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Stable stalwart: Johnson Houghton head lad celebrates 50 years of service

William Reddy: has racked up 50 years' service for the Johnson Houghtons
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Few working in racing can boast 50 years' service but that is the case for Eve Johnson Houghton's head lad William Reddy, who has worked at the same yard for five decades. 

Reddy, who will be 65 next month, started working at the historic Woodway stables in Blewbury as a school leaver aged 14 and has been with the Johnson Houghton family ever since - starting as a groom for Eve’s father Fulke in 1969. 

He was responsible for looking after multiple Group 1 winners, including Ile De Bourbon and Rose Bowl in the 1970s, and said: "I have some wonderful memories over the decades and I have enjoyed every moment working in the yard, but I'm not finished yet as I have no plans to retire next month even though I stopped riding out every day earlier this year.

Eve Johnson Houghton: trains at the historic Woodway stables in Blewbury

"The yard is full of history as the likes of St Leger winners Ribocco and Ribero were trained here in the mid-to-late 1960s and I can  remember seeing them on the gallops as I first rode out at the yard when I was ten years old and still at school. It’s all I’ve known for my entire working life.”

Back then multiple Group 1 winners were the order of the day at Woodway and, although times have changed over the past 50 years, Reddy is more than optimistic Accidental Agent’s success in the Group 1 Queen Anne Stakes at Royal Ascot last year is the signal there is more to come.

He said: "Eve does a fantastic job with the owners and getting new faces into the yard which is really important these days. I hope Accidental Agent can be back among the Group 1 winners as the plan is to head to Goodwood next month for the Sussex Stakes."

Accidental Agent: Group 1 winner and heading to the Sussex Stakes next

Reddy attended a barbecue at the yard on Sunday to celebrate his half-century but explained it was just a short break from his daily routine.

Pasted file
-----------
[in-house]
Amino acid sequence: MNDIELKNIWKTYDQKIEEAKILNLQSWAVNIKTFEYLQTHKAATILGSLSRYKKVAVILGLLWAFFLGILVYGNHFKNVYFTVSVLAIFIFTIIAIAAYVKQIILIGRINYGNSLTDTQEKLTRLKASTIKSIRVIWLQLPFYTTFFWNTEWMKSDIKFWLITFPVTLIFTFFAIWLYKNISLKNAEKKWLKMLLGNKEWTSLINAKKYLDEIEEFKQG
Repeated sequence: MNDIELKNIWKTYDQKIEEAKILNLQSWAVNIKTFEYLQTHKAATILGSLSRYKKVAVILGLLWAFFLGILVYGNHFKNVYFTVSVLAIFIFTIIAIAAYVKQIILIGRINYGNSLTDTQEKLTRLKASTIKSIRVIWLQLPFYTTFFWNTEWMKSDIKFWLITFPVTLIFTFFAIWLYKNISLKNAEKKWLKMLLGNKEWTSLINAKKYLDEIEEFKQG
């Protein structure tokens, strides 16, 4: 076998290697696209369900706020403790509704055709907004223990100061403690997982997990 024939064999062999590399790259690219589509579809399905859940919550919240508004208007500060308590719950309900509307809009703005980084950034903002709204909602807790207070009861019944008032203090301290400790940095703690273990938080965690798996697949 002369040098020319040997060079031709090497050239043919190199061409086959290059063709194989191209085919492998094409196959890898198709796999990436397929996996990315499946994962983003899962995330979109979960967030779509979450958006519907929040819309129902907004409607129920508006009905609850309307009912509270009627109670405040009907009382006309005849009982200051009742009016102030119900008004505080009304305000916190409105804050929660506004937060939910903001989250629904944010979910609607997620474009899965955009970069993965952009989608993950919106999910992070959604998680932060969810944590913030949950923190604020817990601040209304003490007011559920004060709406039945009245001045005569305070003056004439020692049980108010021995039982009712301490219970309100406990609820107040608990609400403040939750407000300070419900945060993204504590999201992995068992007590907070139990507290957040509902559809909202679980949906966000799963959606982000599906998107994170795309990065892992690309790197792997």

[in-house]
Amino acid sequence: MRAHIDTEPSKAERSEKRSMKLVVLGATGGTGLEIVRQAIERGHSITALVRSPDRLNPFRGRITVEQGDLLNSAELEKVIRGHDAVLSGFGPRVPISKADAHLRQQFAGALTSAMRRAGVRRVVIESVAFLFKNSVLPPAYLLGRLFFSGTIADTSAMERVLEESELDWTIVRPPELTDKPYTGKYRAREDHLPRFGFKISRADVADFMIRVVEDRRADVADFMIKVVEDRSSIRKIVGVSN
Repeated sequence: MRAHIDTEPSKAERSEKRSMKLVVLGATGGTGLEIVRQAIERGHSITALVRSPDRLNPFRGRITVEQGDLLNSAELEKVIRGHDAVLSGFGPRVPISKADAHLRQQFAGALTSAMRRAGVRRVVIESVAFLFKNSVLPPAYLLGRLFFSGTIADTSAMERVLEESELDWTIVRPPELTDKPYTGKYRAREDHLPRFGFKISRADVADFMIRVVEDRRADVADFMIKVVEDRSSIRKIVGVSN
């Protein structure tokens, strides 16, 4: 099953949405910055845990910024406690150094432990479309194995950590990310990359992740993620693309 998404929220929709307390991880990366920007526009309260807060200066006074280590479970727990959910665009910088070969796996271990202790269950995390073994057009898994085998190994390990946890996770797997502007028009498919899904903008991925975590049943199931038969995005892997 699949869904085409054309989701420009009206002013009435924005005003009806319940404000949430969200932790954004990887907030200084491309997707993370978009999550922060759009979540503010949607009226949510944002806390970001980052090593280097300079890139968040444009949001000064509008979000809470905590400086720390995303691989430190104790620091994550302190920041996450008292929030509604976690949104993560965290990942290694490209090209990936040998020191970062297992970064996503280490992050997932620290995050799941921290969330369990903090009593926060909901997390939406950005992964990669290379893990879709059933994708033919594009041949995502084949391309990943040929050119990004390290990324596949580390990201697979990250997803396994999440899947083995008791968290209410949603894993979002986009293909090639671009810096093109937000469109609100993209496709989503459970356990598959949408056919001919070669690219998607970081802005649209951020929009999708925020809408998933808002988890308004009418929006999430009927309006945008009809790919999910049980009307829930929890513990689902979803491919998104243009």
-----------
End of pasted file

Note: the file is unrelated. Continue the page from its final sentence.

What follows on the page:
"I was working this morning and I will be in the yard again this evening so life goes on – it’s non-stop at this time of year so it’s a good job that I like to keep myself busy," he added. 

Looking back over the last 50 years, Reddy considers there are a few ways in which the sport could improve and argues that weekend racing should be one of the things reshaped by those in charge.

He said: "The weekends are so lopsided with a host of high-profile meetings on a Saturday and then, apart from 1,000 Guineas weekend at Newmarket, it’s dire as there is nothing on a Sunday. That needs to be looked at for obvious reasons.

"Of course, the sport has to try and race when the majority of the public can go – it’s supply and demand – and that’s why everything is happening on Saturday afternoons and evenings.

"From a financial point of view it works really well for the racecourses as they can put bands on afterwards and are absolutely packed out with people, but is it working for the good of racing in the longer term? There has to be a doubt."


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I have enjoyed every moment working in the yard, but I'm not finished yet as I have no plans to retire
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